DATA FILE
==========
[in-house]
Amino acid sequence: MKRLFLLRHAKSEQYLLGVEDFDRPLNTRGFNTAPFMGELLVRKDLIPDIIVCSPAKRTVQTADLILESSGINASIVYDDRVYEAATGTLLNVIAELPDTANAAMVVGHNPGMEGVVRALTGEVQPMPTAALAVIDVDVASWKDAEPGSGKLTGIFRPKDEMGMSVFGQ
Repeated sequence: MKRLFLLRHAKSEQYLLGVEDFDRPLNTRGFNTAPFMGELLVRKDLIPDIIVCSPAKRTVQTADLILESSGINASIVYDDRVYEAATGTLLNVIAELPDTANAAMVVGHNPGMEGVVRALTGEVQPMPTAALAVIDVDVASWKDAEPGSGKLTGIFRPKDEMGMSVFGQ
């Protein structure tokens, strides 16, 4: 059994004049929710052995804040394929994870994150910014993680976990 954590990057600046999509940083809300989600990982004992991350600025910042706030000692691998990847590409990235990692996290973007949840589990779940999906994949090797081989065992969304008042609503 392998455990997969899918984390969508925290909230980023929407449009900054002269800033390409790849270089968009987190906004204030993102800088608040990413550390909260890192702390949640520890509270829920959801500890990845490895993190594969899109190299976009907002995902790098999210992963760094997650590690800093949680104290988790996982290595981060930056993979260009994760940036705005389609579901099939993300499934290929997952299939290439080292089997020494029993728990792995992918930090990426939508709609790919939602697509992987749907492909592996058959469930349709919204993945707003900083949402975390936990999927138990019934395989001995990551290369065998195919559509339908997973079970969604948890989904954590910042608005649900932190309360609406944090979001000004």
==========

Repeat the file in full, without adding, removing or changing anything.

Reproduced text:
[in-house]
Amino acid sequence: MKRLFLLRHAKSEQYLLGVEDFDRPLNTRGFNTAPFMGELLVRKDLIPDIIVCSPAKRTVQTADLILESSGINASIVYDDRVYEAATGTLLNVIAELPDTANAAMVVGHNPGMEGVVRALTGEVQPMPTAALAVIDVDVASWKDAEPGSGKLTGIFRPKDEMGMSVFGQ
Repeated sequence: MKRLFLLRHAKSEQYLLGVEDFDRPLNTRGFNTAPFMGELLVRKDLIPDIIVCSPAKRTVQTADLILESSGINASIVYDDRVYEAATGTLLNVIAELPDTANAAMVVGHNPGMEGVVRALTGEVQPMPTAALAVIDVDVASWKDAEPGSGKLTGIFRPKDEMGMSVFGQ
């Protein structure tokens, strides 16, 4: 059994004049929710052995804040394929994870994150910014993680976990 954590990057600046999509940083809300989600990982004992991350600025910042706030000692691998990847590409990235990692996290973007949840589990779940999906994949090797081989065992969304008042609503 392998455990997969899918984390969508925290909230980023929407449009900054002269800033390409790849270089968009987190906004204030993102800088608040990413550390909260890192702390949640520890509270829920959801500890990845490895993190594969899109190299976009907002995902790098999210992963760094997650590690800093949680104290988790996982290595981060930056993979260009994760940036705005389609579901099939993300499934290929997952299939290439080292089997020494029993728990792995992918930090990426939508709609790919939602697509992987749907492909592996058959469930349709919204993945707003900083949402975390936990999927138990019934395989001995990551290369065998195919559509339908997973079970969604948890989904954590910042608005649900932190309360609406944090979001000004």